The Event of Postcolonial Shame

The Event of Postcolonial Shame

by Timothy Bewes
     
 

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In a postcolonial world, where structures of power, hierarchy, and domination operate on a global scale, writers face an ethical and aesthetic dilemma: How to write without contributing to the inscription of inequality? How to process the colonial past without reverting to a pathology of self-disgust? Can literature ever be free of the shame of the postcolonial

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Overview

In a postcolonial world, where structures of power, hierarchy, and domination operate on a global scale, writers face an ethical and aesthetic dilemma: How to write without contributing to the inscription of inequality? How to process the colonial past without reverting to a pathology of self-disgust? Can literature ever be free of the shame of the postcolonial epoch--ever be truly postcolonial? As disparities of power seem only to be increasing, such questions are more urgent than ever. In this book, Timothy Bewes argues that shame is a dominant temperament in twentieth-century literature, and the key to understanding the ethics and aesthetics of the contemporary world.

Drawing on thinkers such as Jean-Paul Sartre, Frantz Fanon, Theodor Adorno, and Gilles Deleuze, Bewes argues that in literature there is an "event" of shame that brings together these ethical and aesthetic tensions. Reading works by J. M. Coetzee, Joseph Conrad, Nadine Gordimer, V. S. Naipaul, Caryl Phillips, Ngugi wa Thiong'o, and Zoë Wicomb, Bewes presents a startling theory: the practices of postcolonial literature depend upon and repeat the same structures of thought and perception that made colonialism possible in the first place. As long as those structures remain in place, literature and critical thinking will remain steeped in shame.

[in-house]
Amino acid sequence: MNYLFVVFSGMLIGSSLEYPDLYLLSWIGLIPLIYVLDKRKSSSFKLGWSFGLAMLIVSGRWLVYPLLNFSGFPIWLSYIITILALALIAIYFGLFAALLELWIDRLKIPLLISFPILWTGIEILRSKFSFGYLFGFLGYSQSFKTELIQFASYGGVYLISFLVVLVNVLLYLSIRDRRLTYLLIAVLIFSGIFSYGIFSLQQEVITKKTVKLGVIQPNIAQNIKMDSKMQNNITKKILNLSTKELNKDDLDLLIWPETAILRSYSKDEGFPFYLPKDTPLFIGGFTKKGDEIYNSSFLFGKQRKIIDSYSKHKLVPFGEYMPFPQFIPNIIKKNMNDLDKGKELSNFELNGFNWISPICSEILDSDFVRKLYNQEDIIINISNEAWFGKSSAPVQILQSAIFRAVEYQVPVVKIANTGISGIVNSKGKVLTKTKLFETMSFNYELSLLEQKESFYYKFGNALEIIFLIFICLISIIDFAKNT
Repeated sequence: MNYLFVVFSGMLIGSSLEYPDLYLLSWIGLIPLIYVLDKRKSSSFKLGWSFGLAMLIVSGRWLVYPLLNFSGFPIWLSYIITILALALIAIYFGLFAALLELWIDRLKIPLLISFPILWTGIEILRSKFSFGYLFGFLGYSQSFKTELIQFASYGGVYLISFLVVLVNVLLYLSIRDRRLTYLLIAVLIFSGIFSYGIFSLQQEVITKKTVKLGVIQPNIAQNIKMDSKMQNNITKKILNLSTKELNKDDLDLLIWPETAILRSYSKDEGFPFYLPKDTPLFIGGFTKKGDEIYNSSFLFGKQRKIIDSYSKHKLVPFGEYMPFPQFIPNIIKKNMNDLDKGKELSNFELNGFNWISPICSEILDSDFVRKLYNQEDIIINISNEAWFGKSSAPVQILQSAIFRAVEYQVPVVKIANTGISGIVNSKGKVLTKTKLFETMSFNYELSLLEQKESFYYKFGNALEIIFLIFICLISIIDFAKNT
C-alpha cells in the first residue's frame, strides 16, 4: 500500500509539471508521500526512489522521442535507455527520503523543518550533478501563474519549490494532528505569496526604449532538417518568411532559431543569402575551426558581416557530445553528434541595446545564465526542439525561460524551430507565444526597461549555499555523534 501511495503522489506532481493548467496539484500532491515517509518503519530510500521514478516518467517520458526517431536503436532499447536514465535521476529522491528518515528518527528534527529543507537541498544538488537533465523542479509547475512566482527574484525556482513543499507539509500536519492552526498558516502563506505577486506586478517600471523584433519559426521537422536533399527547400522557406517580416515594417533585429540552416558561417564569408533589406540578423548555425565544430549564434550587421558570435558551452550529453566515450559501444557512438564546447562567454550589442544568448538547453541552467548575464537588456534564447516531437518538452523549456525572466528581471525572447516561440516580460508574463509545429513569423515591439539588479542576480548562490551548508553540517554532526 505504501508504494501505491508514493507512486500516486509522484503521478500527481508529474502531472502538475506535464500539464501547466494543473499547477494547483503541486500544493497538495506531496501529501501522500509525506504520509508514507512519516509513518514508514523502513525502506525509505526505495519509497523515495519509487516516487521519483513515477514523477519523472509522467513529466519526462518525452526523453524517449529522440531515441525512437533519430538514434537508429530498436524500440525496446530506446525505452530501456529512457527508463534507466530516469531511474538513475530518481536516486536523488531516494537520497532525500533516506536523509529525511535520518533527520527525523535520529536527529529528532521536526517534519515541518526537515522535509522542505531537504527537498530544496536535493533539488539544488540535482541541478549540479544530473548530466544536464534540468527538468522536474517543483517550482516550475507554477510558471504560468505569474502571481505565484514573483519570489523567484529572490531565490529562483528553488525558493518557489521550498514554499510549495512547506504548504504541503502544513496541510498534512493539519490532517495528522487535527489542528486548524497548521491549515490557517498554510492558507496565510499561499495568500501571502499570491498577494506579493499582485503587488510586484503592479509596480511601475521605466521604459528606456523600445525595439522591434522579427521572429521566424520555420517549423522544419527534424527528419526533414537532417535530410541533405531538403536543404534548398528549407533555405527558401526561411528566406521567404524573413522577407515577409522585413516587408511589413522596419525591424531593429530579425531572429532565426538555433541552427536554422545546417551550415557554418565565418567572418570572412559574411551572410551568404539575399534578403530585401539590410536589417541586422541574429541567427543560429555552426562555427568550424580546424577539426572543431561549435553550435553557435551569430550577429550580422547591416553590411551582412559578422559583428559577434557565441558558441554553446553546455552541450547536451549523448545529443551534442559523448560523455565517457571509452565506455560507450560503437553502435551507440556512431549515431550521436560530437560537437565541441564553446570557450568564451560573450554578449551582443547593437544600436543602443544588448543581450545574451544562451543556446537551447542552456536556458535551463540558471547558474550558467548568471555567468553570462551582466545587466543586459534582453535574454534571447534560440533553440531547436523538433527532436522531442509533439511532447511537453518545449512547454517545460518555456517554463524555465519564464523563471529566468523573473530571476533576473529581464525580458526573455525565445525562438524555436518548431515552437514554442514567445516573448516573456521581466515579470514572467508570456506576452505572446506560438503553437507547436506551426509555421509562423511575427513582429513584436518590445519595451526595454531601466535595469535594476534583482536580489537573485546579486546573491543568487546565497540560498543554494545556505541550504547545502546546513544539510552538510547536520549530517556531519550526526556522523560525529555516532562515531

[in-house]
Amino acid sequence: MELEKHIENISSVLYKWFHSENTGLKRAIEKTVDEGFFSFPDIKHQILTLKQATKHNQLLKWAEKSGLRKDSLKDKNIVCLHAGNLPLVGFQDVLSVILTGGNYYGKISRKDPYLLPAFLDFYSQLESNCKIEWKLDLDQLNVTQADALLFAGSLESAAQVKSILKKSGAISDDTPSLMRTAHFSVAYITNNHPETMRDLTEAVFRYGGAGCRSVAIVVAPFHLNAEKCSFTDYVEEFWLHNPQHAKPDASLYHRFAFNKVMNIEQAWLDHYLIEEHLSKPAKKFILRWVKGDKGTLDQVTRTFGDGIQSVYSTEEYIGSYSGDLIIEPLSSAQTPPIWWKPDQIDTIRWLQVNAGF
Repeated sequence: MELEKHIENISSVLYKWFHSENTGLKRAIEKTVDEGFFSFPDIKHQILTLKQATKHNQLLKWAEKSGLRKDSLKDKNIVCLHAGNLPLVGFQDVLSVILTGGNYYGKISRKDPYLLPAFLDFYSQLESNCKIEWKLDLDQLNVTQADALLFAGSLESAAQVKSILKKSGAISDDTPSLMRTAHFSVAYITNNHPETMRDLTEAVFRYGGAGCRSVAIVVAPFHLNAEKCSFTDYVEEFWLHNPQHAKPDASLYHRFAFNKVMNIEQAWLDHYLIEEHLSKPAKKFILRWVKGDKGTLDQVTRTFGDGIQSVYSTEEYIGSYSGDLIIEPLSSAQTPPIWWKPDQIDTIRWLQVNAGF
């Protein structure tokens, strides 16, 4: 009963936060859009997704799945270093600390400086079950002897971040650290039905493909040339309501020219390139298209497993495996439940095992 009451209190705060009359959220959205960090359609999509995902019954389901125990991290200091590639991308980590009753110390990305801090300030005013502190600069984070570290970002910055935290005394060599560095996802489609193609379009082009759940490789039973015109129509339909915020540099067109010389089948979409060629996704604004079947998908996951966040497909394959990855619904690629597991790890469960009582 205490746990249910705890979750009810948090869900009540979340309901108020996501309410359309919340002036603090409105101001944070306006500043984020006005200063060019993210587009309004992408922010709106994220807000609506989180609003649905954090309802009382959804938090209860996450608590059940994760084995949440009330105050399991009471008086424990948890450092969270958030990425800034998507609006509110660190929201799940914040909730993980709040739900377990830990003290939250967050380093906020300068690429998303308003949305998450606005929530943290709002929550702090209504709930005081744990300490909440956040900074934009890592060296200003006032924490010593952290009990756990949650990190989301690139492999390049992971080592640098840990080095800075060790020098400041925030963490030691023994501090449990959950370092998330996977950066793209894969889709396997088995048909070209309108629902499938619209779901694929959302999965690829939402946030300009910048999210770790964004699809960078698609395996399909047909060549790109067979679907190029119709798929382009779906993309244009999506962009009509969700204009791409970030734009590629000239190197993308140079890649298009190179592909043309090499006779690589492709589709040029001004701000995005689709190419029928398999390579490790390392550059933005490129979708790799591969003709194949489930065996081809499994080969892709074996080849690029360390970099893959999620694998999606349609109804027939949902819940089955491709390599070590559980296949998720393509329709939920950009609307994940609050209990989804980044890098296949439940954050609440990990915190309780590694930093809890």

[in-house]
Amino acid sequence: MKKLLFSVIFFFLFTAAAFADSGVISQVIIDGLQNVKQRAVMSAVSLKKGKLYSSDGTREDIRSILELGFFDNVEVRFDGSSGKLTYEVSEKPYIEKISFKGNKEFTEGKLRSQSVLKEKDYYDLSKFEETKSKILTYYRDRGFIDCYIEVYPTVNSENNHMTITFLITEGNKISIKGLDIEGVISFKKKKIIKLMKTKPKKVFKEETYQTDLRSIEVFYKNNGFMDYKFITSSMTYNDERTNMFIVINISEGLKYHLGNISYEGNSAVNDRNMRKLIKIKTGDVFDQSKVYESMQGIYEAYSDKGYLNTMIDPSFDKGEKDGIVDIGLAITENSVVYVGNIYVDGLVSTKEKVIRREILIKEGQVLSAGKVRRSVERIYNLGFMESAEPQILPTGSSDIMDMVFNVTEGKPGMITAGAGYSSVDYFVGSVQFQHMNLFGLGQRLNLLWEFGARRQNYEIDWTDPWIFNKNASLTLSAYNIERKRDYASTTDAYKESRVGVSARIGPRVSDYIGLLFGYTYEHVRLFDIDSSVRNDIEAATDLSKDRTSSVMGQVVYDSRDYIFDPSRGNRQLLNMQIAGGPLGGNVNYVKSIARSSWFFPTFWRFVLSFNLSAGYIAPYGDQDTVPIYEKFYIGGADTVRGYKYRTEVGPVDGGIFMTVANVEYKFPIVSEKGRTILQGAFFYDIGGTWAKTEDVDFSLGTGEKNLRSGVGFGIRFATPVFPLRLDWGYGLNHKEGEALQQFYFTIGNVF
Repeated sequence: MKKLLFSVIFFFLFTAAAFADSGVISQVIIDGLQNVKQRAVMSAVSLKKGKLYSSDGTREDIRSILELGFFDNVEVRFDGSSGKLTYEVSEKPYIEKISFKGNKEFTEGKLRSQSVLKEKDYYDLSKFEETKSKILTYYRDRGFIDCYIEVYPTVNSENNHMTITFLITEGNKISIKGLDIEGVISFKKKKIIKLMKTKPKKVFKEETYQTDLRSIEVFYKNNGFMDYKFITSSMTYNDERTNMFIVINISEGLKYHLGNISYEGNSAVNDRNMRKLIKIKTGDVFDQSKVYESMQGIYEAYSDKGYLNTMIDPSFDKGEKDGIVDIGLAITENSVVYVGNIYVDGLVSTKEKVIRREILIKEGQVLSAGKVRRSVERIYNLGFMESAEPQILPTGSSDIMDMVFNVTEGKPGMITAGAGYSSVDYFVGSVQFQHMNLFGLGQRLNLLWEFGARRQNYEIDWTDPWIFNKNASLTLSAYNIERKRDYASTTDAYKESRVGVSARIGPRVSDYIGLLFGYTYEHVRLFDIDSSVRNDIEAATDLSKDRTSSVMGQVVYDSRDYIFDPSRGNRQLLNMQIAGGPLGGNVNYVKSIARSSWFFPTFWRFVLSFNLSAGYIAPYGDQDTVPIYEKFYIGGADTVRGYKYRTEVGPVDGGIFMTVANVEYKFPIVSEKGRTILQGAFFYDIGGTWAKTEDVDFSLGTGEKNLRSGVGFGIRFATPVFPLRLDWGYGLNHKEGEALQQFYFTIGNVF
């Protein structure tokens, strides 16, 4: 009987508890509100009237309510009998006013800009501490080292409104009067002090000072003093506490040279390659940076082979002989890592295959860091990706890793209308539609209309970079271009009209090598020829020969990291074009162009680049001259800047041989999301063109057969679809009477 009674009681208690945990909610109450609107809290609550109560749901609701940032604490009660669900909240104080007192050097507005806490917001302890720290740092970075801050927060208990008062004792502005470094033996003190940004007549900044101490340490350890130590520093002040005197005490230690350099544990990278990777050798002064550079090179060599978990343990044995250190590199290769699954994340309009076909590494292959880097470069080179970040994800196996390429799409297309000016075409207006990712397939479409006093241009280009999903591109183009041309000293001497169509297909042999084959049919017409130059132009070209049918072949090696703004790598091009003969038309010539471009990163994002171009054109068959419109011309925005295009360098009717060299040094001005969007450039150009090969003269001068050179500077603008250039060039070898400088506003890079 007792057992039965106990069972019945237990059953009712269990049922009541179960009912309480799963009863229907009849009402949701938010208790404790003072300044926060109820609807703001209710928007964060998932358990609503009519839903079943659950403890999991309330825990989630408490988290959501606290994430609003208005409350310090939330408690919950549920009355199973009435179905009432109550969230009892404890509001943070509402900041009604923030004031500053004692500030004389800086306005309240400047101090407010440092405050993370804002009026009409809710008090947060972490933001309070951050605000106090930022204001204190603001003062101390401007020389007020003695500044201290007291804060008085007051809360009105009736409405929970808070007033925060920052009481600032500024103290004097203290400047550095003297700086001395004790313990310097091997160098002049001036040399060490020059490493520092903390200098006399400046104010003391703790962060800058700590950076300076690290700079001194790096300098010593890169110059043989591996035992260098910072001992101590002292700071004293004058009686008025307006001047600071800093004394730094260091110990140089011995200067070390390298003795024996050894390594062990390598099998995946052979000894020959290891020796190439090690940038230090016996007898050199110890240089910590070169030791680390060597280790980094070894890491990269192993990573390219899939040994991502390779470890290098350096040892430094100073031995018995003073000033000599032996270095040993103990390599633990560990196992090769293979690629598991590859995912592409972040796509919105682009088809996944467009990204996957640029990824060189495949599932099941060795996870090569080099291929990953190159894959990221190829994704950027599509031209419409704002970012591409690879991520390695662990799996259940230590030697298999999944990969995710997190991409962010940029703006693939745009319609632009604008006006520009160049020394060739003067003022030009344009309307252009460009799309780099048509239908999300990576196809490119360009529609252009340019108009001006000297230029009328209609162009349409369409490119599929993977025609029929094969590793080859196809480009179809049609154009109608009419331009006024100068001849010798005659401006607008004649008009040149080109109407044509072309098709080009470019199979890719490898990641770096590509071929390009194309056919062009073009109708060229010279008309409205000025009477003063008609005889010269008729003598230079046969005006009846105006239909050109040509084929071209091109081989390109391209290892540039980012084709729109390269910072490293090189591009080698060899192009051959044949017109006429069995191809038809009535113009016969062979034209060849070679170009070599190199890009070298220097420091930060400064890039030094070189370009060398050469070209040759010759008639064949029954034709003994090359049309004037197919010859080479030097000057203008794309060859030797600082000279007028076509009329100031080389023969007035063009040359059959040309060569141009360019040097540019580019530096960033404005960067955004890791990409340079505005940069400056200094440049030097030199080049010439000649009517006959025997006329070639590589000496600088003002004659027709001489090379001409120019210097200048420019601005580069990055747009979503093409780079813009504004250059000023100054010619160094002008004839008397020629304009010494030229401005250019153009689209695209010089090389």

Offering a new mode of postcolonial reading, The Event of Postcolonial Shame demands a literature and a criticism that acknowledge their own ethical deficiency without seeking absolution from it.

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Editorial Reviews

Choice
Bewes has established himself as a leading theorist of negative affect. . . . Bewes's account of the materialization of shame that is less communicative than affective, and thus potentially transformative, should interest readers across the humanities and social sciences.
From the Publisher
"Bewes has established himself as a leading theorist of negative affect. . . . Bewes's account of the materialization of shame that is less communicative than affective, and thus potentially transformative, should interest readers across the humanities and social sciences."Choice

"Whether one finds that Bewes's move to the structural level opens up new horizons for literary study or abstracts too decisively from historical situatedness will depend on one's theoretical inclinations. For readers of either proclivity, however, his intelligent and original book is likely to elicit a lively and engaged response."—Michael Rothberg, Project Muse